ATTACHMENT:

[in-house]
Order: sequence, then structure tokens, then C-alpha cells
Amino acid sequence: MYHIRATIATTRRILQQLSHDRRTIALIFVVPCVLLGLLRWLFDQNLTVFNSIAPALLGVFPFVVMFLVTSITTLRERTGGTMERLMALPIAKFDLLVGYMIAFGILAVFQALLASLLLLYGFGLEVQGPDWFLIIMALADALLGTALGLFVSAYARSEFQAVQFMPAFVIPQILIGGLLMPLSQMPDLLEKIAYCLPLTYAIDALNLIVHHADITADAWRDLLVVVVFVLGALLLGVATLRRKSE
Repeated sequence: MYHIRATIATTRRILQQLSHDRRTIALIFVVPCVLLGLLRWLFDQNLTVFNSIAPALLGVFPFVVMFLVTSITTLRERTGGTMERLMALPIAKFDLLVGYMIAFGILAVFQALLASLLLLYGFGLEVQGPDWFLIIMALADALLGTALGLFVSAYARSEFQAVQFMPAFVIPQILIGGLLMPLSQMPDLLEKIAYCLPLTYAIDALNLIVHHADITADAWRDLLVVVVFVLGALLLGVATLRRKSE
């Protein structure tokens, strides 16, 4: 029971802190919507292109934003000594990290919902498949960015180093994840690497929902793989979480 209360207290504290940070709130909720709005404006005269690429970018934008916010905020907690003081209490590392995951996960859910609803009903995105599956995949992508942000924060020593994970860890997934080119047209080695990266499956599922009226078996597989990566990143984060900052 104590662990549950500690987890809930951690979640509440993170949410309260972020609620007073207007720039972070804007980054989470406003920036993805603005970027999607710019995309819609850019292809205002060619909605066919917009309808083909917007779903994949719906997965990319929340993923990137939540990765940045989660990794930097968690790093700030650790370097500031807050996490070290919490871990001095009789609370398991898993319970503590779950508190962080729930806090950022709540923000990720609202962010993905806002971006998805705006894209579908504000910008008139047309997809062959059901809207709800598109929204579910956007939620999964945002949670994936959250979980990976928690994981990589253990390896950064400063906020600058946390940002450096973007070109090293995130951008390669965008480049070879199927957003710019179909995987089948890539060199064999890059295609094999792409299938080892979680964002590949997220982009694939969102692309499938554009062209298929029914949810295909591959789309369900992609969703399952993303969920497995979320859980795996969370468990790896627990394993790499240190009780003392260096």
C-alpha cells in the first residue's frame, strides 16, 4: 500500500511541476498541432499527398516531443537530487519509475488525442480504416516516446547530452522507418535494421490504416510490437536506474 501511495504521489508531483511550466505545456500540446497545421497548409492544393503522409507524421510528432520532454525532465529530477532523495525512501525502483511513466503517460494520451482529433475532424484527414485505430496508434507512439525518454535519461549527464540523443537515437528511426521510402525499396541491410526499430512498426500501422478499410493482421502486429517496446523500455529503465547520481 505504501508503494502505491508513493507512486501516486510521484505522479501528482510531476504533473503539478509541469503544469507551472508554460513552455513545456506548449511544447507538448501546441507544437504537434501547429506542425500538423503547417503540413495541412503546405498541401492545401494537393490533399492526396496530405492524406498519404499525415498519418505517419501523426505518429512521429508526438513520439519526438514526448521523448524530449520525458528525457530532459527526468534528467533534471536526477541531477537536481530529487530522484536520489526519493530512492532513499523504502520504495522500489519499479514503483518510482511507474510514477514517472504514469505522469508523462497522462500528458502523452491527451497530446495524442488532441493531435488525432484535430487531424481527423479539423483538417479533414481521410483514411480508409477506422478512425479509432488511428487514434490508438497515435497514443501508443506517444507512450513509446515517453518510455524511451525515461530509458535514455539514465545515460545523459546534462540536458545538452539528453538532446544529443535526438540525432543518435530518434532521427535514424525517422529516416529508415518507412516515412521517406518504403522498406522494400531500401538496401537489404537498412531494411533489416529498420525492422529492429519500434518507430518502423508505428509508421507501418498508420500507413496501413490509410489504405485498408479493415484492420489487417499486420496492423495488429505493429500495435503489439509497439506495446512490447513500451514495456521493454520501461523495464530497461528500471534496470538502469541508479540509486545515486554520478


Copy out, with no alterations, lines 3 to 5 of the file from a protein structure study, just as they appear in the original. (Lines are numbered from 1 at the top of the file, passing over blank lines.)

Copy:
Amino acid sequence: MYHIRATIATTRRILQQLSHDRRTIALIFVVPCVLLGLLRWLFDQNLTVFNSIAPALLGVFPFVVMFLVTSITTLRERTGGTMERLMALPIAKFDLLVGYMIAFGILAVFQALLASLLLLYGFGLEVQGPDWFLIIMALADALLGTALGLFVSAYARSEFQAVQFMPAFVIPQILIGGLLMPLSQMPDLLEKIAYCLPLTYAIDALNLIVHHADITADAWRDLLVVVVFVLGALLLGVATLRRKSE
Repeated sequence: MYHIRATIATTRRILQQLSHDRRTIALIFVVPCVLLGLLRWLFDQNLTVFNSIAPALLGVFPFVVMFLVTSITTLRERTGGTMERLMALPIAKFDLLVGYMIAFGILAVFQALLASLLLLYGFGLEVQGPDWFLIIMALADALLGTALGLFVSAYARSEFQAVQFMPAFVIPQILIGGLLMPLSQMPDLLEKIAYCLPLTYAIDALNLIVHHADITADAWRDLLVVVVFVLGALLLGVATLRRKSE
């Protein structure tokens, strides 16, 4: 029971802190919507292109934003000594990290919902498949960015180093994840690497929902793989979480 209360207290504290940070709130909720709005404006005269690429970018934008916010905020907690003081209490590392995951996960859910609803009903995105599956995949992508942000924060020593994970860890997934080119047209080695990266499956599922009226078996597989990566990143984060900052 104590662990549950500690987890809930951690979640509440993170949410309260972020609620007073207007720039972070804007980054989470406003920036993805603005970027999607710019995309819609850019292809205002060619909605066919917009309808083909917007779903994949719906997965990319929340993923990137939540990765940045989660990794930097968690790093700030650790370097500031807050996490070290919490871990001095009789609370398991898993319970503590779950508190962080729930806090950022709540923000990720609202962010993905806002971006998805705006894209579908504000910008008139047309997809062959059901809207709800598109929204579910956007939620999964945002949670994936959250979980990976928690994981990589253990390896950064400063906020600058946390940002450096973007070109090293995130951008390669965008480049070879199927957003710019179909995987089948890539060199064999890059295609094999792409299938080892979680964002590949997220982009694939969102692309499938554009062209298929029914949810295909591959789309369900992609969703399952993303969920497995979320859980795996969370468990790896627990394993790499240190009780003392260096």